I just found this wonderful article. I really like it, and i think its fitting for this forum right now, amongst all of the 'non-issue' stuff.
Here's a few REAL reasons not to vote for McCain.
1: McCain-Lieberman Bill. Forecasts of global warming remain speculative at best and global warming alarmists themselves admit any feasible reductions
in greenhouse gases would have very little effect on climate. This bill has a mandate to reduce greenhouse gas emissions to 2000 levels by 2010.
Charles Rivers Associates, in cooperation with the National Black Chamber of Commerce's United for Jobs project, analyzed the projected costs of this
* It will cost the average U.S. household at least $600 per year by 2010, rising to at least $1,000 per year by 2020.
* It will cost the U.S. economy at least 39,000 jobs in 2010, and at least 190,000 jobs by 2020.
* It will force at least a 13% rise in electricity prices by 2010 and at least a 19% rise in electricity prices by 2020.
* It will force at least a 9% rise in gasoline prices by 2010 and at least a 14% rise in gasoline prices by 2020.
2: McCain-Kennedy Immigration Reform Bill. This bill would allow illegal aliens to stay in this country and sign up for a visa program by paying
$1,500. This amounts to amnesty that undercuts the rule of law by rewarding those who have acted wrongly and it will only encourage further illegal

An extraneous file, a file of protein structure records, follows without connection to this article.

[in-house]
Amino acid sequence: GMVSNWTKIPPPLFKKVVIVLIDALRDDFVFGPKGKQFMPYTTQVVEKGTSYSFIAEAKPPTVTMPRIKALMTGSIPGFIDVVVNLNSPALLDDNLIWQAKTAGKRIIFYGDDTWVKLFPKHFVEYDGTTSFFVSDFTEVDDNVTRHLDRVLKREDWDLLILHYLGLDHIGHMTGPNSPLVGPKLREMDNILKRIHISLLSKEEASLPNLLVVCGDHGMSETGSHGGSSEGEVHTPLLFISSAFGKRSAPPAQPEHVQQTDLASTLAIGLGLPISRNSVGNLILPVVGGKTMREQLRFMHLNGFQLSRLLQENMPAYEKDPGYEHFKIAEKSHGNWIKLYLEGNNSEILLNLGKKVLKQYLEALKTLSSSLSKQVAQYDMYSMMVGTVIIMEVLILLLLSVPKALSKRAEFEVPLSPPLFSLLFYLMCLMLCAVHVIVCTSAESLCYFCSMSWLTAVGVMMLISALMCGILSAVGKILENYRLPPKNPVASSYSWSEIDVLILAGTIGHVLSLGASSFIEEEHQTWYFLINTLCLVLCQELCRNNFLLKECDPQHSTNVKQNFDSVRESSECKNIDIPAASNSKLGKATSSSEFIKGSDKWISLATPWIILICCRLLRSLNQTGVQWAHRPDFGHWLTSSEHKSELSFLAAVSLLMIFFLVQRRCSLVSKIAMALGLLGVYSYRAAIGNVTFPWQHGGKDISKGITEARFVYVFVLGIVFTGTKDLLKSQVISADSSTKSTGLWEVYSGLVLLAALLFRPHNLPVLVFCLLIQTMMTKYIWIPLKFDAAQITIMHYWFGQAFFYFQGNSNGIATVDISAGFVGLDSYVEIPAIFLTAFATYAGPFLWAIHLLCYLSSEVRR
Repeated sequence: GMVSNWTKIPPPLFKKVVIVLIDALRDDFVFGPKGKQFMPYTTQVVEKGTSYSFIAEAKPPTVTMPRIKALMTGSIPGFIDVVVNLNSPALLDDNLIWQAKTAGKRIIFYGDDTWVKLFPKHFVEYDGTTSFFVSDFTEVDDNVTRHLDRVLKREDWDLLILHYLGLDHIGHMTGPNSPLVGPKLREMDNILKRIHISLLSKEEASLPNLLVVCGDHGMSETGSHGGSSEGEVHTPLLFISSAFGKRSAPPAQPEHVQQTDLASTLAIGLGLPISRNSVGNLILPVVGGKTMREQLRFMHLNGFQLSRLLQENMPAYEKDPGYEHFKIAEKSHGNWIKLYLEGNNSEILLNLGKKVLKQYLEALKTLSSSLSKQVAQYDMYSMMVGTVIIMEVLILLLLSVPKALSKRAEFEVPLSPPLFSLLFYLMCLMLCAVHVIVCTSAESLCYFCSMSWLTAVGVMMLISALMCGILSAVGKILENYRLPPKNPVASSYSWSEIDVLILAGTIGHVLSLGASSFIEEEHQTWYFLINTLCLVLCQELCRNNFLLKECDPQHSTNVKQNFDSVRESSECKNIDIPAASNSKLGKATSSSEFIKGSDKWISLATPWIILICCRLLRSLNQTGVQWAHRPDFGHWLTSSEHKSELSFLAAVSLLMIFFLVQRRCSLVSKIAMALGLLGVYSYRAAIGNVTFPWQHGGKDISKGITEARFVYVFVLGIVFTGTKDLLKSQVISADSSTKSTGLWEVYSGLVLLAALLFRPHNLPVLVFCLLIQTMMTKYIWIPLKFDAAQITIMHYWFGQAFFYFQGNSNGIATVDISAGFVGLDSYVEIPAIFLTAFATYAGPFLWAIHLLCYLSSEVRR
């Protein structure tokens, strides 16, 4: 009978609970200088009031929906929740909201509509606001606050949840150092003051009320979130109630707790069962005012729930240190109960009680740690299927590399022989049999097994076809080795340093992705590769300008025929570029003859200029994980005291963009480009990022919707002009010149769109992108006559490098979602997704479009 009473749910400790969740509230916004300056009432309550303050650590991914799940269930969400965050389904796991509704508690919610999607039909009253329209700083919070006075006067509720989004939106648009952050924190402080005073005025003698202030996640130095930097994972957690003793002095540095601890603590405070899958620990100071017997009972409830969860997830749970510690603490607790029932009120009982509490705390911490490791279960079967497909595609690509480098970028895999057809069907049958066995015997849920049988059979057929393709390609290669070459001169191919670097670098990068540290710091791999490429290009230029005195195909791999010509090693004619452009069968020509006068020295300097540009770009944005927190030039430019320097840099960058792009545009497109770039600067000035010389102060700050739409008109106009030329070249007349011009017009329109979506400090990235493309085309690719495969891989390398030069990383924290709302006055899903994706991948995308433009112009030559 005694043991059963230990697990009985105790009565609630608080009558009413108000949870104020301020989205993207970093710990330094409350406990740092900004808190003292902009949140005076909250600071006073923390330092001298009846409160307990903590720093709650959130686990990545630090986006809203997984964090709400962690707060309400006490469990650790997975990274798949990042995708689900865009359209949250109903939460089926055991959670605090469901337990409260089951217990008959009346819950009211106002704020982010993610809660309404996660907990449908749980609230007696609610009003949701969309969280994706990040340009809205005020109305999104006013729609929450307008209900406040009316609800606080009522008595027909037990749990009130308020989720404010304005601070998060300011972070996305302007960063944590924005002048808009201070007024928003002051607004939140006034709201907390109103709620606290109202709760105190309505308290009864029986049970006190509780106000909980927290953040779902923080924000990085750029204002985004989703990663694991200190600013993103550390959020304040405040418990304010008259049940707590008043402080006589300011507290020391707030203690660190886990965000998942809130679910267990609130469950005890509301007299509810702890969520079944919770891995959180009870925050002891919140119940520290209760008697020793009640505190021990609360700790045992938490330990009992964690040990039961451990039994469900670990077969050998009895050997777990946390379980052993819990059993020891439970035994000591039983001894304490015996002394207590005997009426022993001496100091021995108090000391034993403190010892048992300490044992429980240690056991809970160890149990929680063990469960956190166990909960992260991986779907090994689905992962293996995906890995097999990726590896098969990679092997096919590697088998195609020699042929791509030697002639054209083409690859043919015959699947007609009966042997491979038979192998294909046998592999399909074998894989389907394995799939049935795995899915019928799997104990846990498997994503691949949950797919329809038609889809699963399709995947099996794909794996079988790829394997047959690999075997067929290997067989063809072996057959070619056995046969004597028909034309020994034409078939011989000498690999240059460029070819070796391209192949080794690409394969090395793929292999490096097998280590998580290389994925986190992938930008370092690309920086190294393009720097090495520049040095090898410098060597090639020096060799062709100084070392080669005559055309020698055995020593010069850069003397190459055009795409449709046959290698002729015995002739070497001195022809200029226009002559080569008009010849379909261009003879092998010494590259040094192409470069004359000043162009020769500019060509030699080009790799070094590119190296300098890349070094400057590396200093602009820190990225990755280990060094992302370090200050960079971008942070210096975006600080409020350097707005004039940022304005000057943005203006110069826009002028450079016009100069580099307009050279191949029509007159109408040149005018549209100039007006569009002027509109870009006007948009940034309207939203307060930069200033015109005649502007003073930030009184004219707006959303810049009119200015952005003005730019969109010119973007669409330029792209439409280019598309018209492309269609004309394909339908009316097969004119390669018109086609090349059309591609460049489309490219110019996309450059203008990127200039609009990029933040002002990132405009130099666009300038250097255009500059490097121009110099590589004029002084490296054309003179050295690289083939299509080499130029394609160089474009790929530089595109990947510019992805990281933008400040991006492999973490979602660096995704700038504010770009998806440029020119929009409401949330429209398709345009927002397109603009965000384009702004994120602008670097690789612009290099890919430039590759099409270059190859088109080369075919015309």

entry. Elect McCain president and you will see this piece of mishigoss in your face again with anyone disagreeing with it being accused of being
"un-American". Imagine that.
3: McCain-Feingold Bill. This piece of work is supposed to combat corruption, or the appearance thereof , in the political process. But by restricting
the quantity and regulating the content and timing of political speech, the law serves incumbents, who are better known than most challengers, more
able to raise money and uniquely able to use aspects of their offices--franked mail, legislative initiatives, C-SPAN, news conferences--for
self-promotion. Pretty nice for two incumbent senators to cook up.
4: McCain was close to leaving the Republican Party in 2001, weeks before then-Sen. Jim Jeffords (Vt.) famously announced his decision to become an
Independent, according to former Democratic lawmakers who say they were involved in the discussions.
In interviews with The Hill this month, former Sen. Tom Daschle (D-S.D.) and ex-Rep. Tom Downey (D-N.Y.) said there were nearly two months of talks
with the maverick lawmaker following an approach by John Weaver, McCain’s chief political strategist.
Democrats had contacted Jeffords and then-Sen. Lincoln Chafee (R-R.I.) in the early months of 2001 about switching parties, but in McCain’s case,
they said, it was McCain’s top strategist who came to them
Source of information